Butterflies, Flowers and the Dead

Although today was another mainly dominated by rain and yet more rain, it was also Thursday and so the rain held off until after the volunteers had finished work, as is to be expected. The task was pulling ragwort, yet again, but we will probably only have one more week to go before it starts to seed. In fact when we started work the sun was almost out an there were butterflies flying between the flowers along the lakeshore, they were mostly meadow browns and marbled whites, two species that will fly in dull conditions so long as it is moderately warm.

marbled white

The moth trap was very quiet following a rather cool night and as I was not in yesterday I will report on Tuesday’s catch, which did not make it to the blog. A couple of new species for the year were included, these being barred straw.

barred straw

Barred straw rest with their wings curled at the edges, presumably to try to look less moth-like when amongst appropriately coloured leaves. There was also a very fresh slender brindle.

slender brindle

Normally this time of year is dominated by insects and as a result lots of plants that flower now are rich in nectar to attract them as pollinators. Moths visit lots of flowers and some like honeysuckle attract species such as the long-tongued hawk-moths, such as elephant hawk-moth and the migrant humming-bird hawk-moth.

honeysuckle

Thistles are also very good nectar sources with the tall marsh thistle being especially popular with silver-washed fritillaries.

marsh thistle

Perhaps one of the most visited plant types are the brambles, they provide a good source of food for insects and the many micro species flower at slightly different times meaning they are available for a very long season.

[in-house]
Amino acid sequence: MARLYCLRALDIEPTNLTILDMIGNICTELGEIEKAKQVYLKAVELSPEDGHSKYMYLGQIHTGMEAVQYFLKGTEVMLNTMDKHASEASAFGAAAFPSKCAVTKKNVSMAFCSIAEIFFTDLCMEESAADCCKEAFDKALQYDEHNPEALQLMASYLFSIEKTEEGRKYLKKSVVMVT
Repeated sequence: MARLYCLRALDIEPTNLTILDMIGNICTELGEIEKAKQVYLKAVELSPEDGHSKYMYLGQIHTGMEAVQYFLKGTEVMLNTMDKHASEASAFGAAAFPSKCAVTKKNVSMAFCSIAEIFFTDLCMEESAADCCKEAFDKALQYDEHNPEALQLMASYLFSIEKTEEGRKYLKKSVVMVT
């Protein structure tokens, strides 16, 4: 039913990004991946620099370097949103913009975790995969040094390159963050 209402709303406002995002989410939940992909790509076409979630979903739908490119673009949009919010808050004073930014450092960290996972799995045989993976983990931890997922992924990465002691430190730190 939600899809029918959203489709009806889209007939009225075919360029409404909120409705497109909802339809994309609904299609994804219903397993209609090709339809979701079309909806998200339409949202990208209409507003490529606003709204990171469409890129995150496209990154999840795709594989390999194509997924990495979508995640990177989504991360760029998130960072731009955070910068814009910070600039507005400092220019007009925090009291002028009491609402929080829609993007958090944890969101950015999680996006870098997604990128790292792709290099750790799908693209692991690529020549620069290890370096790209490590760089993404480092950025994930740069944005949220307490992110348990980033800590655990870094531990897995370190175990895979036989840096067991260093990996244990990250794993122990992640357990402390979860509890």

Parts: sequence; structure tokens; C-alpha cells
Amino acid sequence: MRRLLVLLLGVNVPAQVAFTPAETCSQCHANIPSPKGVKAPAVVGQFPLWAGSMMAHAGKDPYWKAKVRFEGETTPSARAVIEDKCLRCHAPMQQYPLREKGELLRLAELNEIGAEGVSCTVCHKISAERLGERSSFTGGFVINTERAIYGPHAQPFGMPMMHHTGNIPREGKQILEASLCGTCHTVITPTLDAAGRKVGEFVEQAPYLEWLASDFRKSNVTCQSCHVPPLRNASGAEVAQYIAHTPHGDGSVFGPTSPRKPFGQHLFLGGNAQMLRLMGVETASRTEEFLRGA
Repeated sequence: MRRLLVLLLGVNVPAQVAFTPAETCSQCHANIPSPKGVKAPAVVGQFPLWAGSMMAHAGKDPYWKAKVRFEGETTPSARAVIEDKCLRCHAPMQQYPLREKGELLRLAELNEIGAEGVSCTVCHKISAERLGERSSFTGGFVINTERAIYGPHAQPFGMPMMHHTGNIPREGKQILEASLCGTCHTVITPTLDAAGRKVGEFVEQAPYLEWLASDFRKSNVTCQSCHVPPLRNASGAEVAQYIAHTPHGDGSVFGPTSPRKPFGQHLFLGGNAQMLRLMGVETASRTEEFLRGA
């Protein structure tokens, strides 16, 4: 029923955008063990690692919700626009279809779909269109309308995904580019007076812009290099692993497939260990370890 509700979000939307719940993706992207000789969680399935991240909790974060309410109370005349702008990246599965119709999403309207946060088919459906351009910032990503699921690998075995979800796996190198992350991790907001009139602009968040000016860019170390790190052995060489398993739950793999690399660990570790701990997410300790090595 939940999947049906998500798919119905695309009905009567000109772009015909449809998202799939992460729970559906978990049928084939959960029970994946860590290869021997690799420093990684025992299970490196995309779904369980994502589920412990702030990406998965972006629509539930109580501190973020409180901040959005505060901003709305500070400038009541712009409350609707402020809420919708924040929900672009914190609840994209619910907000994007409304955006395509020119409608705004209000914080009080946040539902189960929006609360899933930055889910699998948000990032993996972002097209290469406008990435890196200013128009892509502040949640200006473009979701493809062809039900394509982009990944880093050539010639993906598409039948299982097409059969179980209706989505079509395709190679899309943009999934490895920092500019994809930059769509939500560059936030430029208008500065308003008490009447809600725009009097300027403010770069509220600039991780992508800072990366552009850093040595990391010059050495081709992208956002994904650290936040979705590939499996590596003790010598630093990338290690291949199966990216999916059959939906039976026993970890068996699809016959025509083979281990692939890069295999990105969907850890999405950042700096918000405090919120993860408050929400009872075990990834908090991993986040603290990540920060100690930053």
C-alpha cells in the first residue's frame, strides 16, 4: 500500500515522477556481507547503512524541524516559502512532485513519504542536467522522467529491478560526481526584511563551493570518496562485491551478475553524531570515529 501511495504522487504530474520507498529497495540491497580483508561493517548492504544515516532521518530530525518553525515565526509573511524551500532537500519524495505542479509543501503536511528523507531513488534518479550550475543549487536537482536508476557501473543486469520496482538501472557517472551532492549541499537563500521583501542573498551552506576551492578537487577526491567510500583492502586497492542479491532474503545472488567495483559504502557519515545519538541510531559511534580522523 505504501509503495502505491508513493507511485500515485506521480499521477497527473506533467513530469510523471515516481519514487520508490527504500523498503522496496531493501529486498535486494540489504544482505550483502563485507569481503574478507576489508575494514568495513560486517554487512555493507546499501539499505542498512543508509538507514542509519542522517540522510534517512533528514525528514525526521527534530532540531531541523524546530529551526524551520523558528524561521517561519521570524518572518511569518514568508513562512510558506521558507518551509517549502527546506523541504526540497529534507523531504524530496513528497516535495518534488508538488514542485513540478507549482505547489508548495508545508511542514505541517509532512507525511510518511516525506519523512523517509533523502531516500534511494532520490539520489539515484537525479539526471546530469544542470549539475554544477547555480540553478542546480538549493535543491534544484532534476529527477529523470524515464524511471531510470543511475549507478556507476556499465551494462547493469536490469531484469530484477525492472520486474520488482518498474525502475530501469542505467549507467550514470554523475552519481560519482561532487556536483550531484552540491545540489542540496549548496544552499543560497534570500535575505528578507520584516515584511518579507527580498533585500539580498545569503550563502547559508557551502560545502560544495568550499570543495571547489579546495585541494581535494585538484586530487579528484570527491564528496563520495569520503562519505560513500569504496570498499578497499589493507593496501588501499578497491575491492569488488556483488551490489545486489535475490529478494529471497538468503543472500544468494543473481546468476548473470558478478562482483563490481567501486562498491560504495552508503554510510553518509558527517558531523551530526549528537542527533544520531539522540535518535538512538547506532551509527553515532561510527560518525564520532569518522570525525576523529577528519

hoverfly on bramble flower

Ragwort is also a very good nectar source for lots of insects and this is always one of the conflicts we face when deciding to remove it. A site like Blashford will always have ragwort, a long history of ground disturbance and as a result a huge store of seed must now be in the soil. We will only ever keep the amount under a degree of control and reduce the risk of spread onto neighbouring land. It is poisonous to stock, although usually they will not eat it when it is growing and there is grass available, in hay it is a different matter. On the way to today’s task we came across a headless linnet lying beside the path, presumably killed by a bird of prey, probably a sparrowhawk, apart from the lack of a head it was in good condition.

headless linnet

The recent rain has resulted in very high flows in the Dockens Water and this has shifted shingle banks and made and damaged various log jams.  I was inspecting one of the log piles when I noticed the wet log on top was covered in black fungi, they were deadman’s fingers, the picture is not great both because it was raining quite hard and due to the very deep shade.

deadman’s fingers

There are still very few birds of note to report, today’s highlights included a duck pochard on Ivy Lake, where there were also at least 47 mute swans. At the end of the day an adult common sandpiper on the small section of cleared shore in front of the Tern hide was pleasing as we spent a couple of hours removing the vegetation there last week.